During the third quarter of a meaningless preseason game between the Toronto Raptors and Philadelphia 76ers on October 4, Scottie Barnes was hyped. The Sixers had just picked up their second delay of game penalty of the evening, sending the Raptors to the line for a free throw. Despite already leading by 22 points, Barnes could be seen clapping his big hands and 7-foot-3 wingspan together as he let out a scream heard in the rafters of Scotiabank Arena.
Raptors’ fans who have gotten to observe Barnes since the team drafted him No. 4 overall in the 2021 NBA draft have gotten to know that that’s just who he is: an incredibly entertaining, hyper-focused, high-motor, maniacally-competitive 20-year-old who puts winning above all else. Individually, Barnes is averaging 16.6 points and 8.7 rebounds on 52.4 percent shooting through 9 games—leading all rookies in each category—putting himself in historically elite company.
But when it comes to his competitive edge, Barnes stands alone. He possesses a unique desire to do anything it takes to help his team win and the confidence to get it done regardless of his youth and inexperience.
“The passion for the game, winning: when you look at the levels he’s played at for USA Basketball—whether it’s U16, U18—he’s won at every level,” Raptors president Masai Ujiri said about Barnes, who has three FIBA gold medals and two high school state championships to his name. “It’s crazy: You interview a guy like that and he mentions ‘winning’ or ‘win’ 34 times in one interview. All he talks about is winning. And this is what we wanted to bring [to Toronto].”
So, where does Barnes’ competitiveness come from? Growing up in West Palm Beach, Florida, Barnes had two brothers (and a sister)—one older and one younger—and they challenged each other everywhere they went.
“I was always real competitive,” Barnes tells Complex Canada. “Growing up I had two brothers, and we just always wanted to be better than each other. We always just tried to compete and do things against each other.”
"As a kid I just wanted to beat other people. No matter what it was in." - Scottie Barnes
Barnes said they used to race friends at recess and on school trips, seeing who was the fastest kid of the bunch. Then, in the first or second grade, Barnes saw his big brother play basketball, and it changed everything for him.
“I just wanted to be better than him,” Barnes said. “Even when we went to school, go to the playground during recess, there used to be other good kids that played ball… As a kid I just wanted to beat other people. No matter what it was in.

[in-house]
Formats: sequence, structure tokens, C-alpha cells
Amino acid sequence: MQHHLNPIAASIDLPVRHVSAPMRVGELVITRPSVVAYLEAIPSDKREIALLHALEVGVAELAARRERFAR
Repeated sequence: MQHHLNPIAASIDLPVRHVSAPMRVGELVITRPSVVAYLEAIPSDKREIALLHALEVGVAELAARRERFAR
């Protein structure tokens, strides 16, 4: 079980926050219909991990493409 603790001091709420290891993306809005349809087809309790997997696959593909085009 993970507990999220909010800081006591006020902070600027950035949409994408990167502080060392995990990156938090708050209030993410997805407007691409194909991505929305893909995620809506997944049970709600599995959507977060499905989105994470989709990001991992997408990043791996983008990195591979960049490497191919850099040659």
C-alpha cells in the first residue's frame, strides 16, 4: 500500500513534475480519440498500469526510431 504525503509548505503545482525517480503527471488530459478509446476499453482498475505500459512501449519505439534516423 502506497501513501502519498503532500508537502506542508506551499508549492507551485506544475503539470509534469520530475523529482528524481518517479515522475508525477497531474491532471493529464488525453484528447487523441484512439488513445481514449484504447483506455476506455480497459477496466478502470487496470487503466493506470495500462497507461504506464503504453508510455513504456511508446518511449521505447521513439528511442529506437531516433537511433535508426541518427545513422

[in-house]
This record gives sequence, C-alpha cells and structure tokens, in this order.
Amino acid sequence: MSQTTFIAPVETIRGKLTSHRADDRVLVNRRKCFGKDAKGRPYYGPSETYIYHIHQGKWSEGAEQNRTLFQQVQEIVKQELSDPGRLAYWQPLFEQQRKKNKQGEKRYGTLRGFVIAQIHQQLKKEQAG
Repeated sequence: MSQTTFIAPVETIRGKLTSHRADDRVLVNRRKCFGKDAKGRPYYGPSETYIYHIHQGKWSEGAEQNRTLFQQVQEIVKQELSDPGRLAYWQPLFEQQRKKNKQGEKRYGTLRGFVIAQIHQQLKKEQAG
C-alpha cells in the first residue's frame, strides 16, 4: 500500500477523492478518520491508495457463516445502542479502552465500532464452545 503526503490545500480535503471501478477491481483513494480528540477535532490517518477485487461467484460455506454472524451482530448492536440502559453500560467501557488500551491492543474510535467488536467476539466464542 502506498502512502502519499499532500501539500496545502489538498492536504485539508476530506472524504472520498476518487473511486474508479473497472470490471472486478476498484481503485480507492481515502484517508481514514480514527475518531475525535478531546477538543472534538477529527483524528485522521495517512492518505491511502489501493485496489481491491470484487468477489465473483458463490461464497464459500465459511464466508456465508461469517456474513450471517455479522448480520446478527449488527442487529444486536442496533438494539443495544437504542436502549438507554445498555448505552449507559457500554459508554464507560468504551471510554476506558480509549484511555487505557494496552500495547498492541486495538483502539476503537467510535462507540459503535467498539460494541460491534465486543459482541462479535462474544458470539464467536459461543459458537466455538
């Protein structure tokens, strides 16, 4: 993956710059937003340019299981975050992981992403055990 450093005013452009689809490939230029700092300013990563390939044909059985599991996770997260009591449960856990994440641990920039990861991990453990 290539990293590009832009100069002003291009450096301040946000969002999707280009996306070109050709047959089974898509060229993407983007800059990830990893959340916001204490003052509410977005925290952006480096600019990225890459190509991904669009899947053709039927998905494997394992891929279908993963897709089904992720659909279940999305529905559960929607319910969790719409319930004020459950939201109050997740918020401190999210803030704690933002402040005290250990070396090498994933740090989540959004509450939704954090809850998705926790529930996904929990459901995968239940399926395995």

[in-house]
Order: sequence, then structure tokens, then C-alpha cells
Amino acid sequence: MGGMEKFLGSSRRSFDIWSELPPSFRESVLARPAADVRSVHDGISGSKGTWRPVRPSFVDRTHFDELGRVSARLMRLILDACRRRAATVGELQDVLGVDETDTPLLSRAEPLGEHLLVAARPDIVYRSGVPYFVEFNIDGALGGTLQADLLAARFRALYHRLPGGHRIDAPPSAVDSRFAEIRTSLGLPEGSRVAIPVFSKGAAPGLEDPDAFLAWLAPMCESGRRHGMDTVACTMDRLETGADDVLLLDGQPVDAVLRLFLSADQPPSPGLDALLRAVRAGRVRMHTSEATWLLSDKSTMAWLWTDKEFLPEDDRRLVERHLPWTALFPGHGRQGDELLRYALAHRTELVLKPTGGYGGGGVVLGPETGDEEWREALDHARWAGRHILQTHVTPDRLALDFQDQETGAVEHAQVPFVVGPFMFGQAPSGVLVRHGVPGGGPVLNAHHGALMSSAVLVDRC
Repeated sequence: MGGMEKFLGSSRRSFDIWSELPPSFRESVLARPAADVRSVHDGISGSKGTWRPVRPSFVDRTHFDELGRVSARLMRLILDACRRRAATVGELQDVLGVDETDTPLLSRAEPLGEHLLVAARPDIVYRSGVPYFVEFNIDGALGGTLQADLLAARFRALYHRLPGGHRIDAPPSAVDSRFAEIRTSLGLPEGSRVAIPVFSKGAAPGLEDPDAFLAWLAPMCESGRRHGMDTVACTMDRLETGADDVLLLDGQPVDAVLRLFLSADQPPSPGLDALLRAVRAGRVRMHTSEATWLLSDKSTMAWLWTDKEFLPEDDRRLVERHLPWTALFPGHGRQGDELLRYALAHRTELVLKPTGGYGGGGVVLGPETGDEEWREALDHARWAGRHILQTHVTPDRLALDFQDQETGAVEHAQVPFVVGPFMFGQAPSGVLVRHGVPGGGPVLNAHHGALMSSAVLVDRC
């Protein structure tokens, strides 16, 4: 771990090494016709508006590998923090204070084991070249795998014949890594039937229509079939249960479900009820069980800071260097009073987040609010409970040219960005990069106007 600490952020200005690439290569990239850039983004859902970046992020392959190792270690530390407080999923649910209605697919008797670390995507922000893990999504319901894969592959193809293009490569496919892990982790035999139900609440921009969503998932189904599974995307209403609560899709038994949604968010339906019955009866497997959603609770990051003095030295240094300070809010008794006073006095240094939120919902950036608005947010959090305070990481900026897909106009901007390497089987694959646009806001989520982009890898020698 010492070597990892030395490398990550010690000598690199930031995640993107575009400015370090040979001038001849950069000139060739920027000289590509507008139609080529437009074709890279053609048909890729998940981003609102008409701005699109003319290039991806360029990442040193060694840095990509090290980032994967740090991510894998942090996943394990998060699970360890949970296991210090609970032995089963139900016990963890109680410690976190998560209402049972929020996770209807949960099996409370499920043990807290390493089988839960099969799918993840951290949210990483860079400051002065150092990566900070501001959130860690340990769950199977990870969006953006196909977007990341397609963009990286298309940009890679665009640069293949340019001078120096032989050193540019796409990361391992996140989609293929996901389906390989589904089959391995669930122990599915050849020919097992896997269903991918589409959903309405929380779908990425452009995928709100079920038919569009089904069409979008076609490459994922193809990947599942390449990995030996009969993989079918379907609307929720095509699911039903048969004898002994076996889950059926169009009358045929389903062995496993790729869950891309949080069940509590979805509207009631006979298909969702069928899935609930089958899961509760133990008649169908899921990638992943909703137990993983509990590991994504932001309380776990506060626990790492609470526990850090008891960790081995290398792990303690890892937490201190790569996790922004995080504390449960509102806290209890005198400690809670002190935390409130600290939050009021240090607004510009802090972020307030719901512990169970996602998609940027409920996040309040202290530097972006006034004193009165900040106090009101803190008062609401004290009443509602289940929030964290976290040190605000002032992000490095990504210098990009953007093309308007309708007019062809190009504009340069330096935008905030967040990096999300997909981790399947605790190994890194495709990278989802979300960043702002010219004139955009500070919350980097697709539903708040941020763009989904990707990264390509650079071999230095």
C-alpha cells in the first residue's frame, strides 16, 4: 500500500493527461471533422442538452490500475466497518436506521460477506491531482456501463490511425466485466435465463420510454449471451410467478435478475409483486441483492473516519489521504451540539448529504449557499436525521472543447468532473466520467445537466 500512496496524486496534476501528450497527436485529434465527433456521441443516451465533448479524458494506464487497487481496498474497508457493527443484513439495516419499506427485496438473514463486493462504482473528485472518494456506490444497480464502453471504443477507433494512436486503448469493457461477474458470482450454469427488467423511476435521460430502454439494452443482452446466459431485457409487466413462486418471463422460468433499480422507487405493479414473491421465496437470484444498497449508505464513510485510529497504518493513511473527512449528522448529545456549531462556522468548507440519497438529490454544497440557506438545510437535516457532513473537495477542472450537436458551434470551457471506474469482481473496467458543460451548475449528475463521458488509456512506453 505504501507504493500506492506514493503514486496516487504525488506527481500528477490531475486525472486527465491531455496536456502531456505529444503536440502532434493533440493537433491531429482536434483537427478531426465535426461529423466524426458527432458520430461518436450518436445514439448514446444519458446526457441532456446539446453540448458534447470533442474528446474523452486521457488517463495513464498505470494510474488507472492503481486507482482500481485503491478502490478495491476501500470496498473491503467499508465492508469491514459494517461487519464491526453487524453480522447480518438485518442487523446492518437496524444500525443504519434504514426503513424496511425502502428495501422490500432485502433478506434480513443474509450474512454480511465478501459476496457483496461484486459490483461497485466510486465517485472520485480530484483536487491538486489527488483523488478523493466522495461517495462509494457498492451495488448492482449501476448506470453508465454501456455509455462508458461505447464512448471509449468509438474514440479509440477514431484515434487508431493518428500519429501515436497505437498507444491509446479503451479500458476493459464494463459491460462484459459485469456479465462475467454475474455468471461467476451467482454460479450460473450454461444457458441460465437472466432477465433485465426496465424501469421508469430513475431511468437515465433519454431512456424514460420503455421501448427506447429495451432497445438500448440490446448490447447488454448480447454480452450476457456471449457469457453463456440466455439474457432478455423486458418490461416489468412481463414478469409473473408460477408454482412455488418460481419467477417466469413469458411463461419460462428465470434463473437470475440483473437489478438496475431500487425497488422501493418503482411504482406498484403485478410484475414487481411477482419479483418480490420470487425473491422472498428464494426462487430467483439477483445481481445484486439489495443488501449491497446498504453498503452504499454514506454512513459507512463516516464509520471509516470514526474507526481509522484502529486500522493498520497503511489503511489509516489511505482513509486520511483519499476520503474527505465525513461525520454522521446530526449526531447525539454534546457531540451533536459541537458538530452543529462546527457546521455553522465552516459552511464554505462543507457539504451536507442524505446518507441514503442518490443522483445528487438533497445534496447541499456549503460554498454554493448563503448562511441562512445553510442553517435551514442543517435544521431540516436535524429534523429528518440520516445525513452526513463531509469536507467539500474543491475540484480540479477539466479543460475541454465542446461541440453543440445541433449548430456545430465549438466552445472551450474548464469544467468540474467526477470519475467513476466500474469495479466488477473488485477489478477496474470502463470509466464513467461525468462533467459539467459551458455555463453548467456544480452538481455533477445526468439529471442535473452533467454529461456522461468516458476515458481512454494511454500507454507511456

“So, it started when I was really young.”
Of course, being that competitive can get you in trouble at times. We all have that friend that takes card games too seriously or tries too hard in pickup ball, and from early on in his life, Scottie Barnes was that person.
“In street ball a couple times, you know, I was just talking trash and other people got mad. And then stuff happens,” Barnes says with a smirk on his face as he hangs from a net in the Raptors’ practice facility, likely referencing the runs he and his brother would frequent at Salvation Army. “But that’s what makes you tough in life.”
Now, that competitiveness comes out when Barnes plays NBA 2K or Madden NFL against his friends; it stands out at the carnival when he plays childhood games against his teammates; and most importantly for the Raptors, it stands out on the basketball court, where Barnes has made a name for himself early in his career not necessarily by being the most polished player on the floor, but by being the most competitive and tough, doing all the little things it takes to win basketball games; things that only someone as smart and passionate as Barnes would think of doing.
“I mean, it’s what separates him and I think it’s what allows him to have such an impact so quickly,” Cleveland Cavaliers head coach J.B. Bickerstaff said of Barnes’ competitiveness. “You could feel it when we had our pre-draft interview with him in Chicago, and the conversation that we had with him, you could feel it when he walked in the room that he was a difference-maker. He just had that type of energy and passion about him.”
“I don’t think I had that much energy, man. I just think that is how he plays. It’s fun to watch." - Pascal Siakam
“He loves to play. I think that he likes to play both ends. He likes to get on the glass and take it to the rim. There are all kinds of competitive components to his game,” Raptors head coach Nick Nurse said of Barnes. “I think that’s it, really. He just has a passion for playing and making winning plays. He’s super unselfish. He’ll do anything he can to make a winning play at either end, and obviously that usually carries over to other guys.”
Like many players on the 2021-22 Raptors, Barnes plays with a high level of effort, running up and down the floor with his long strides and hiked-up shorts. He blocks shots and snatches steals on one end and throws down ravenous dunks on the other. He never gives up on the play, with 13.1 percent of his offence coming on put-backs as he grabs 7.6 percent of the team’s total offensive rebounds, using his overpowering size, strength, hops, and timing to dominate in the paint, where he is shooting 71.0 percent at the rim. Even when he’s on the bench, Barnes is constantly on his feet cheering on his teammates.